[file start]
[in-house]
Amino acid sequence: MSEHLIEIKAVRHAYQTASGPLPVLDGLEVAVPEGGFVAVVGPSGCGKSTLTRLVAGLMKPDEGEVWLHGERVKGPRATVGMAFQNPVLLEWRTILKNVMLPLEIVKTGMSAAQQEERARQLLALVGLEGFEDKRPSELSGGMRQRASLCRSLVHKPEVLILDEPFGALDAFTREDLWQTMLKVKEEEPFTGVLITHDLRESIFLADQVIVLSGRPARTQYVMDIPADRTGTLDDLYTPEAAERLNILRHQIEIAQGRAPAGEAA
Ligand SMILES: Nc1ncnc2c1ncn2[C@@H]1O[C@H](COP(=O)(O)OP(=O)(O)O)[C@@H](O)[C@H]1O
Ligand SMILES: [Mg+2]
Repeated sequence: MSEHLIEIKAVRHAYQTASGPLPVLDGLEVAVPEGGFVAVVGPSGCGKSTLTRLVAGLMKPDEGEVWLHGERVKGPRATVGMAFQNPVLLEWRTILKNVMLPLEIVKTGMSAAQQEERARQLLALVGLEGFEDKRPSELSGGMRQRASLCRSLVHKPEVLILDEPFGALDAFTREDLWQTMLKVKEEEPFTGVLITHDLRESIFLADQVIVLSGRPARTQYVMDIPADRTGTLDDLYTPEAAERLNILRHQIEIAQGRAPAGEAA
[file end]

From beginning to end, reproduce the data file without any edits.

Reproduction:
[in-house]
Amino acid sequence: MSEHLIEIKAVRHAYQTASGPLPVLDGLEVAVPEGGFVAVVGPSGCGKSTLTRLVAGLMKPDEGEVWLHGERVKGPRATVGMAFQNPVLLEWRTILKNVMLPLEIVKTGMSAAQQEERARQLLALVGLEGFEDKRPSELSGGMRQRASLCRSLVHKPEVLILDEPFGALDAFTREDLWQTMLKVKEEEPFTGVLITHDLRESIFLADQVIVLSGRPARTQYVMDIPADRTGTLDDLYTPEAAERLNILRHQIEIAQGRAPAGEAA
Ligand SMILES: Nc1ncnc2c1ncn2[C@@H]1O[C@H](COP(=O)(O)OP(=O)(O)O)[C@@H](O)[C@H]1O
Ligand SMILES: [Mg+2]
Repeated sequence: MSEHLIEIKAVRHAYQTASGPLPVLDGLEVAVPEGGFVAVVGPSGCGKSTLTRLVAGLMKPDEGEVWLHGERVKGPRATVGMAFQNPVLLEWRTILKNVMLPLEIVKTGMSAAQQEERARQLLALVGLEGFEDKRPSELSGGMRQRASLCRSLVHKPEVLILDEPFGALDAFTREDLWQTMLKVKEEEPFTGVLITHDLRESIFLADQVIVLSGRPARTQYVMDIPADRTGTLDDLYTPEAAERLNILRHQIEIAQGRAPAGEAA